A Beautiful Day in the Neighborhood movie review and receiving kindness from strangers

       I recently watched A Beautiful Day in the Neighborhood, the 2019 biographical drama film about a troubled journalist from Esquire who is assigned to profile television icon Fred Rogers (played by Tom Hanks). When the movie began, I told my wife that Mr. Rogers wore long sleeved sweater vests to cover tattoos he had up and down his arms. I explained that the tattoos were related to people he had killed while serving in the military; and he wore the long sleeved sweater vests so that other people would not have to think about his violent past. Well, it turns out that I was wrong. Fred Rogers had no tattoos on his arms, never served in the military, and wore the sweater vests because his mom made them for him. However, there is an urban legend or myth that Fred Rogers wore the sweater vest to hide his tattoos. This urban legend and my belief in it really caught my attention because it demonstrated how easy it is for us and myself to become cynical and question a person who acts from a state of kindness or genuine concern for humanity.

Apparently, many people, including myself, often do believe that Mister Rogers had tattoos and a violent past, because it is often hard to accept that another person can be a decent human being who truly cares about doing the right thing, bringing goodwill to others, and acting from a state of kindness. This theme is echoed in the film as it shows a cynical Esquire Journalist, Lloyd Vogel, initially questioning Mister Rogers’ motives and intentions. However, Fred Rogers epitomized kindness to others and strangers. Additionally, his television program and film (A Beautiful Day in the Neighborhood) based on his television program was truly inspirational entertainment that showed humanity at its best. At the beginning of the film, Mister Rogers introduces viewers to his “new friend,” Lloyd Vogel, who is having a hard time forgiving someone and then asks viewers to think about forgiveness. Later in the film, Mister Rogers asks Lloyd to spend one minute thinking about the people who “loved him into being.” Imagine if we considered the love we have received from others that have brought us into being and then supported our growth and development throughout our life? How might that change the way we view others, and receiving acts of kindness or love from others? Would that also change the way we give love or kindness to others?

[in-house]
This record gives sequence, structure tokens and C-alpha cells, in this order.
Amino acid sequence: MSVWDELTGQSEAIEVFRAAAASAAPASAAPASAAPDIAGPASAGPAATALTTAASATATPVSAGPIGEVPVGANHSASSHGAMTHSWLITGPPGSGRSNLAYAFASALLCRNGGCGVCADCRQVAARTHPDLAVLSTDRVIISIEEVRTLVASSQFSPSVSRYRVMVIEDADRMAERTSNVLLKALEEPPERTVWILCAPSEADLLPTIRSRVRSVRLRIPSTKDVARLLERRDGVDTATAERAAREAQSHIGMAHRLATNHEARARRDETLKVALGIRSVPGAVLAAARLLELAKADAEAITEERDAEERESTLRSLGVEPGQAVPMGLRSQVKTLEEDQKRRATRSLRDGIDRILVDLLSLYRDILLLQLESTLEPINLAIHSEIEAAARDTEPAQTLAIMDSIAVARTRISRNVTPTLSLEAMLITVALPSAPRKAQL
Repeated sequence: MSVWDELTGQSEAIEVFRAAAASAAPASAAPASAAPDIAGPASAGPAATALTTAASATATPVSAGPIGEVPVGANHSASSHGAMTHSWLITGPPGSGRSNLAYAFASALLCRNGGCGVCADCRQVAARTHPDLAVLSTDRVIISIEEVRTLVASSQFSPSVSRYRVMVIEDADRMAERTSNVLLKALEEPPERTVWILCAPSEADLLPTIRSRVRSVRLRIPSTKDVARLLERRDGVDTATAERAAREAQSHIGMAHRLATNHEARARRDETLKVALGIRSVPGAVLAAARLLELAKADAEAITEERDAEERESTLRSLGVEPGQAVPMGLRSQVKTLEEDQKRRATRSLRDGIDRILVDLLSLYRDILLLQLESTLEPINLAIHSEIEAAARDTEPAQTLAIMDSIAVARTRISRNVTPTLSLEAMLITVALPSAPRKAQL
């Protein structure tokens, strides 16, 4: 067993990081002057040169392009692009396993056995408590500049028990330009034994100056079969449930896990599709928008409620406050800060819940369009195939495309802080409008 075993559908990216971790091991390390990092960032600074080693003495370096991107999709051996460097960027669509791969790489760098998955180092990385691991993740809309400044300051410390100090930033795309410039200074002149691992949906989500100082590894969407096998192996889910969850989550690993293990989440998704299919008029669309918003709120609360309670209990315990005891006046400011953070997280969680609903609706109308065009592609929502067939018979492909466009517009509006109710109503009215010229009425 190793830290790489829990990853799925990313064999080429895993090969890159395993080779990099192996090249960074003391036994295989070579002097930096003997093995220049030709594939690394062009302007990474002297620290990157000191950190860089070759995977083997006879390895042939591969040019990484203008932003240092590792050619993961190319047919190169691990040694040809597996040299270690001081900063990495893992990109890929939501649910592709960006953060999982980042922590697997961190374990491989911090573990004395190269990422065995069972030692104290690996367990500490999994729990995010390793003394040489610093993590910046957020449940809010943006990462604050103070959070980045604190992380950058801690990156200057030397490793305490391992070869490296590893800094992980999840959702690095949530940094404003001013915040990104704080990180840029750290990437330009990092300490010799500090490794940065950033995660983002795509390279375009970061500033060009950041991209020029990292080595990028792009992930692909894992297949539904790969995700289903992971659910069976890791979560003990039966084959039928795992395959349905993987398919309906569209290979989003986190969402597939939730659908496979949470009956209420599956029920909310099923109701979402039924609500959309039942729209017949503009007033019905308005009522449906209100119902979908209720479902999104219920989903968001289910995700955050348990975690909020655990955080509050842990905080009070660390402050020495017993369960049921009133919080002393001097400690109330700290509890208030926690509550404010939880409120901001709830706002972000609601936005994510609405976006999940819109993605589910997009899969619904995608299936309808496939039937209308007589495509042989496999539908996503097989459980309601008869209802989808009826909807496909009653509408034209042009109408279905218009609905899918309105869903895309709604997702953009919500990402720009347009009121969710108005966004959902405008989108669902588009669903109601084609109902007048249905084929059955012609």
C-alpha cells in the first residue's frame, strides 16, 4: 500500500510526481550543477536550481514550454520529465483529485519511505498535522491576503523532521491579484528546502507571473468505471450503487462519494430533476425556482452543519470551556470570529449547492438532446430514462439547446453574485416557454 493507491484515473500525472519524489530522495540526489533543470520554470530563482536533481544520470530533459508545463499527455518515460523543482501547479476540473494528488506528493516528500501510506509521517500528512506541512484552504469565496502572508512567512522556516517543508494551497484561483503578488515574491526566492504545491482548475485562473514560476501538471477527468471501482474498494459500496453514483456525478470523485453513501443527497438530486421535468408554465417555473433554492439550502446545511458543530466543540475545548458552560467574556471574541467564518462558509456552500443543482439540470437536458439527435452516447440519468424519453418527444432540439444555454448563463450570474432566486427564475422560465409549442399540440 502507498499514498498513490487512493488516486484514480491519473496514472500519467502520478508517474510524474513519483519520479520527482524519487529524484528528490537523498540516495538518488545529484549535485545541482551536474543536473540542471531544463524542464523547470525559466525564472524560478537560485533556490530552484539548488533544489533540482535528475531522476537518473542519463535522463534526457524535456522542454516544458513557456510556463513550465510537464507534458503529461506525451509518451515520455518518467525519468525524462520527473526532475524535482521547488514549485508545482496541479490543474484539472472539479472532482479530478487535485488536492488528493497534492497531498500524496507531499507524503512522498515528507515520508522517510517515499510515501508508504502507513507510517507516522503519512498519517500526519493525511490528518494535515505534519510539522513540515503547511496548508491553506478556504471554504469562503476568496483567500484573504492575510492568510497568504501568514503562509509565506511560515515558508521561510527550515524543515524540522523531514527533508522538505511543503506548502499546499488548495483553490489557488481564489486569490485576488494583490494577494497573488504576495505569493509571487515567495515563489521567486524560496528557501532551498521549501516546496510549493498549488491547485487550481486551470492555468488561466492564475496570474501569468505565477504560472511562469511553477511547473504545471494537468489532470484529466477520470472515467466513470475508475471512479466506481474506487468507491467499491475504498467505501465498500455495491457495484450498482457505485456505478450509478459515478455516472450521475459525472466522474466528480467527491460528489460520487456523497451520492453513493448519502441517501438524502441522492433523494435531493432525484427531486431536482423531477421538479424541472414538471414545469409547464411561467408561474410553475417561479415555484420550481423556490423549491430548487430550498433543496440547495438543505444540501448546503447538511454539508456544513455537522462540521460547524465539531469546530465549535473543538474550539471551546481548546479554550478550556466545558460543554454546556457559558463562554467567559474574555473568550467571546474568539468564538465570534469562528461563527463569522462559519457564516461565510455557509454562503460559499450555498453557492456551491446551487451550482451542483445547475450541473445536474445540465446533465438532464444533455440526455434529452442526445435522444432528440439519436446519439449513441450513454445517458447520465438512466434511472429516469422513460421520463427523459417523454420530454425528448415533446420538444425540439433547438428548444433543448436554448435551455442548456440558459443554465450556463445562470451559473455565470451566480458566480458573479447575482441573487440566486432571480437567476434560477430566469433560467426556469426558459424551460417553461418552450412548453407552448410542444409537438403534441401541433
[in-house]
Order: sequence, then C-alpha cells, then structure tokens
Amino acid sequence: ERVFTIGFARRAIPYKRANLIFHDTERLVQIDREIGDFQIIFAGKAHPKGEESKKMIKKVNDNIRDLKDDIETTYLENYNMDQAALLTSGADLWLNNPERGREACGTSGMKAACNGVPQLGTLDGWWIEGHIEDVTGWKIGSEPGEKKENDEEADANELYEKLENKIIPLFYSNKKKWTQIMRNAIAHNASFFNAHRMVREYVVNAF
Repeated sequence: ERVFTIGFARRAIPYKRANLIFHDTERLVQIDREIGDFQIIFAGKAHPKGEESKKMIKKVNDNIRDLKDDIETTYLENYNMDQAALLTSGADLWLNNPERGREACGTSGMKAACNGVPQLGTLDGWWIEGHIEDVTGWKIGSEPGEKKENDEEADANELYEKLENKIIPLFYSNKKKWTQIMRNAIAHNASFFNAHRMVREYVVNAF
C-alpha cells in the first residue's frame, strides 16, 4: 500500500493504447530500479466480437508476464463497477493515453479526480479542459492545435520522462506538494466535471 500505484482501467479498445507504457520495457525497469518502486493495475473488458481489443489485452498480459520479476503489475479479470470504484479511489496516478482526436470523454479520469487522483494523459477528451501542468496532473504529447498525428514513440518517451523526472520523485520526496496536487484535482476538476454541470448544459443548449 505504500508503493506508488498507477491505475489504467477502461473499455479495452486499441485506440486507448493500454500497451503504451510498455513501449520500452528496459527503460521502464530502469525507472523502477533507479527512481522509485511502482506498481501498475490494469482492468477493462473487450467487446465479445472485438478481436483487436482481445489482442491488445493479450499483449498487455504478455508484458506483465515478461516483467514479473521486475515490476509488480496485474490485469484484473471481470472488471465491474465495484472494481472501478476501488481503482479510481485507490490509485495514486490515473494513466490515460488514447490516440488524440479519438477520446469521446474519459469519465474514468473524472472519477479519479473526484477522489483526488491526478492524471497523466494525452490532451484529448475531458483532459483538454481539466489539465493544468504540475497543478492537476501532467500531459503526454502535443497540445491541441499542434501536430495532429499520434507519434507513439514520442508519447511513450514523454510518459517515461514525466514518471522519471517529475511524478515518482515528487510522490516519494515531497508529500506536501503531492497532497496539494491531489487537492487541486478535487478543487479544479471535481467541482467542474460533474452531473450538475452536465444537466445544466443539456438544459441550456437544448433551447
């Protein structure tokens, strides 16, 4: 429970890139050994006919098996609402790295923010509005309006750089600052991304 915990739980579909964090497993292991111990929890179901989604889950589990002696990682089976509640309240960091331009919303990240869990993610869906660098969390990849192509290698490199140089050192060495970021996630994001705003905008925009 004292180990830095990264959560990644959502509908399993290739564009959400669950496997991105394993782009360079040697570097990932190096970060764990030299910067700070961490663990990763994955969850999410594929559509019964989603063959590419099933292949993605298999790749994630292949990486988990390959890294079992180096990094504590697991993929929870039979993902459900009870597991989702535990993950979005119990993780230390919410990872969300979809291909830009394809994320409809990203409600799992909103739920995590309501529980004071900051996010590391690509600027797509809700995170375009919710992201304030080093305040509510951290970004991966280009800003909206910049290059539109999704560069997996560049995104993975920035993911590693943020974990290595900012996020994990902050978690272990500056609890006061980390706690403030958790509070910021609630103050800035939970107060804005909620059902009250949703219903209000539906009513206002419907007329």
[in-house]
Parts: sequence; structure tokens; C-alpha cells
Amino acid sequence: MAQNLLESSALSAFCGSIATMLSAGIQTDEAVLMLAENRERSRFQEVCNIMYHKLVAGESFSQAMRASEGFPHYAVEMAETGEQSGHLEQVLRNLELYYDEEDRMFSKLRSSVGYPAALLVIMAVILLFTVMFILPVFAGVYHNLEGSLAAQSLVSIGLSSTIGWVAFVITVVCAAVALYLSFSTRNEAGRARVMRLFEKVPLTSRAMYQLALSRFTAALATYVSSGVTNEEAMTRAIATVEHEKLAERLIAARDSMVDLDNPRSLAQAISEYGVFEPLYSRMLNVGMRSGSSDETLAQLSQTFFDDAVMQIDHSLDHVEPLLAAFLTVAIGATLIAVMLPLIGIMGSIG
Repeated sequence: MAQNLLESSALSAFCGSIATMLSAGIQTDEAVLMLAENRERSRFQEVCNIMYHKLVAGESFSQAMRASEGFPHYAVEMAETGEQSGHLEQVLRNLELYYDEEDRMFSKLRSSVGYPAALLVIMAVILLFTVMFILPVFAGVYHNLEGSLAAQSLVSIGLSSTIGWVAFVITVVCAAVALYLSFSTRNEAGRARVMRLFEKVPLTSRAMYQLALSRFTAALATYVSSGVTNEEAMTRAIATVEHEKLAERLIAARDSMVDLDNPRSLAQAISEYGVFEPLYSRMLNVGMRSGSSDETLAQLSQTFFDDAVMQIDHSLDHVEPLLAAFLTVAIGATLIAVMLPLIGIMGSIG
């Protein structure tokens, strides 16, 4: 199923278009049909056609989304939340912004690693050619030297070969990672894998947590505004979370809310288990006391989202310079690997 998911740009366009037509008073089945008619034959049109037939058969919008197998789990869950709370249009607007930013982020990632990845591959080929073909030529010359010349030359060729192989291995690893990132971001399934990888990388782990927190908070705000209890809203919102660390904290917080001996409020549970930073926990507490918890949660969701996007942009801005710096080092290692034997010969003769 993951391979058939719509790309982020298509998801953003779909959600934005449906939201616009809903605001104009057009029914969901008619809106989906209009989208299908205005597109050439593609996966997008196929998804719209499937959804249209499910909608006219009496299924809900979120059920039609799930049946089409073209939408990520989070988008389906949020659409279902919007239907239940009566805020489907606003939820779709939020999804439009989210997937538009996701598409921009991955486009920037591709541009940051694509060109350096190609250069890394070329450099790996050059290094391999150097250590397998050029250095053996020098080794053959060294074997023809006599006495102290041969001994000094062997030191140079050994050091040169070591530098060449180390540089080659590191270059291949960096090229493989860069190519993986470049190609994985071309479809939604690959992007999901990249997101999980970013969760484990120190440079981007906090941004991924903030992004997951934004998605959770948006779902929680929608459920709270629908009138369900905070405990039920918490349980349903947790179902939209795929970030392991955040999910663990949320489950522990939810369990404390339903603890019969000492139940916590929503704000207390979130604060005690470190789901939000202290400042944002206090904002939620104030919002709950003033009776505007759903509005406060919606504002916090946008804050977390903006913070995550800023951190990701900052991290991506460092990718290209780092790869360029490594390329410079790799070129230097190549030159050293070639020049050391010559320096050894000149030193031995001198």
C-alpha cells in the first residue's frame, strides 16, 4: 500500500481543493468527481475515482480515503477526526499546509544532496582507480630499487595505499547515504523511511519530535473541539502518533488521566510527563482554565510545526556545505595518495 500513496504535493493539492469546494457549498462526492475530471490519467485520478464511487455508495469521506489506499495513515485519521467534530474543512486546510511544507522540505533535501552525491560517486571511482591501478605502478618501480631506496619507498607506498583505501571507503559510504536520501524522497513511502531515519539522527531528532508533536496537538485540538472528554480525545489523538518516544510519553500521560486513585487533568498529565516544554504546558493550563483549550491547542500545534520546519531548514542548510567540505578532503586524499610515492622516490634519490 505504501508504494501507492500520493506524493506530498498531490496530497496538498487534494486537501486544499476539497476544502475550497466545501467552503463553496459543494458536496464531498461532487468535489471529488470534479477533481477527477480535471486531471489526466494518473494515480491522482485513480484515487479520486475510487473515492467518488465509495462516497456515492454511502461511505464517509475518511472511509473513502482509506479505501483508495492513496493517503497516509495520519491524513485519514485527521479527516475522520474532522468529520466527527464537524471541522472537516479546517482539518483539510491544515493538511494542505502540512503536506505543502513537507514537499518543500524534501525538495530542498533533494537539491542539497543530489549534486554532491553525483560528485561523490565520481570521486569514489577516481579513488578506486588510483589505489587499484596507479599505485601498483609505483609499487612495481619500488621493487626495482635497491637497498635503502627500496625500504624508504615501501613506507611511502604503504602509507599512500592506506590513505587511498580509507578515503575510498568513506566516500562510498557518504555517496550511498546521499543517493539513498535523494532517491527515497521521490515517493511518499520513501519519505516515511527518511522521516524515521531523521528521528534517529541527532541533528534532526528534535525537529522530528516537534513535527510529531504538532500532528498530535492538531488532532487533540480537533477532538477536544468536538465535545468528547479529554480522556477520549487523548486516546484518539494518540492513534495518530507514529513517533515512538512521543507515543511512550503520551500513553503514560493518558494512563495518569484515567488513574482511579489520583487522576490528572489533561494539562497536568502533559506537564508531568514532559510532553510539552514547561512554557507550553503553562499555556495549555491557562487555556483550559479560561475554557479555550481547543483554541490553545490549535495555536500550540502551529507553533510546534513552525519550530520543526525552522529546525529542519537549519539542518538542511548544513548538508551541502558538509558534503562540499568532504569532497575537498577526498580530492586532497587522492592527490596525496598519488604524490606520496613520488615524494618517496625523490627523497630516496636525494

It’s also interesting to note that Fred Rogers had a difficult childhood and reason to be cynical himself. For example, as a child, he was shy, introverted, overweight, and suffered from asthma. He was also bullied and taunted as a child for his weight, and called “Fat Freddy.” However, he went on to become an ordained minister and attended University of Pittsbugh’s Graduate School of Child Development. Instead of being a pastor of a church or counselor for children, he created an inspirational television program to help children and families by focusing on children’s social and emotional needs. In the biographical drama, Fred gives practical advice that both children and adults can use for dealing with sadness and anger, people who have wronged us, and friendship. Moreover, the use of the word “Neighborhood” in his television program, “Mister Rogers’ Neighborhood” directly and indirectly implies that he viewed other people as neighbors or friends, instead of as strangers. How would your life look or be different if you were more open to the kindness of strangers or possibility of making new friends with them?

Moreover, his life and television program demonstrate the following quote by Dr. David Hawkins:

“Simple kindness to one’s self and all that lives is the most powerful transformational force of all. It produces no backlash, has no downside, and never leads to loss or despair. It increases one’s true power without exacting any toll.”